Thursday, June 9, 2011

National Parks Day

DAY FIFTEEN: Wednesday, June 8th, was a stellar day, despite a bad beginning. We had spent the night in an America’s Best Value Motel, in Farmington, NM. Our room had one bed, but the room clearly had originally been outfitted with two beds – there was the usual two-lamp fixture which was originally between two beds. At some point, they had removed a bed and put in what amounted to a kitchenette, but it was just a frig, a microwave, a cabinet and a table (no sink). The remaining bed was close to the window and to the air conditioning unit. Unfortunately, this meant that the person on the window side of the bed (that was me - I’m always on the left side of the bed, from the perspective of the foot of the bed) was just a couple of feet from the air conditioning unit. It was a hot night, the outside temp was in the high eighties, and the room was stuffy. So we had to turn on the air conditioning. If there is one thing I dislike, it is air blowing right on me when I’m trying to sleep. I like fresh air in a room; I like a room cool for sleeping; but I dislike having a fan blowing right on me. I like the fan to be indirect, moving the air, but not right on me. So, I couldn’t sleep. Finally, I turned it off, but then I was too hot. (Ellen was sleeping all through this). At about 2:30am or so, I got up and took a sleeping pill. I left the air off, but was able to sleep with no covers. However, I was not in the best of moods the next morning. I reflected on the fact that the room would not have had to be set up like this. When they put in the kitchenette, they could have moved the bed to the opposite wall. Then the air unit would have been a good distance from the sleepers. Maybe most people don’t mind, but some do, and when you’re in the motel business, you need to think about things like that.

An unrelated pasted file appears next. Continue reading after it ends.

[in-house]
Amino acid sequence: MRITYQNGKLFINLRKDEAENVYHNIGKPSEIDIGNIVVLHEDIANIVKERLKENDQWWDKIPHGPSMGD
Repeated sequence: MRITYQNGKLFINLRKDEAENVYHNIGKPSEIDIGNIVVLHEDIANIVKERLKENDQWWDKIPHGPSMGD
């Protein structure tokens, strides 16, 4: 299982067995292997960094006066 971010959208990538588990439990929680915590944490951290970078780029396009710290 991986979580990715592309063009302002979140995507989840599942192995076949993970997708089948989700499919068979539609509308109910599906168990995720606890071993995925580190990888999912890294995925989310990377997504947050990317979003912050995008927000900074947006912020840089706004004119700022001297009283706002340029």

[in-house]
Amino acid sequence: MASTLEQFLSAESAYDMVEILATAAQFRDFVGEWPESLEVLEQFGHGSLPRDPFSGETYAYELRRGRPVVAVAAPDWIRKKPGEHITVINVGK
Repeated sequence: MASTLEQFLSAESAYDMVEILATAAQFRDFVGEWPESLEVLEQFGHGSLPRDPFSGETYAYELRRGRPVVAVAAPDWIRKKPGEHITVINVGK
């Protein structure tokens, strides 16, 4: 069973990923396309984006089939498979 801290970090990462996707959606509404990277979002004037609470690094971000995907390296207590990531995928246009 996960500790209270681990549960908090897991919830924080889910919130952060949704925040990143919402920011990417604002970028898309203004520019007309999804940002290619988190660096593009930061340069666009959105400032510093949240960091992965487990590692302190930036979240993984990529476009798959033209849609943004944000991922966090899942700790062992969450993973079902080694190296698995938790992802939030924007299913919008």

Anyway, we got in the car and started off. Of course, the car was hot – it had been sitting in the sun in the motel parking lot. Ellen (who always drives and controls the heat/air), turned on the air conditioning, and she aimed the vents right at me so that I would get the full benefit. It was an act of kindness, but after my tussle with the air conditioner the previous night, I took it badly. So we had to work through that, which we did, thanks to Ellen’s unfailing patience.

As we drove north into Colorado and approached Mesa Verde National Park, the beauty of the scenery drove out all negative thoughts.


MVNP is a spectacular place, in terms of geology and scenery, but even more in terms of cultural significance. This area was home to a group which are now referred to as “Ancestral Puebloans,” a.k.a. Anasazi people. The new term reflects the fact that present-day Pueblo Indians feel a deep kinship with these earlier people, and believe themselves to be their descendants, whereas the former term, “Anasazi,” is a Navajo term which means "ancient enemies." I’ll have to say that I am impressed by the way the National Park Service tries to respect the feelings of various groups, although I’m sure it seems to some of those groups to move at a glacial pace.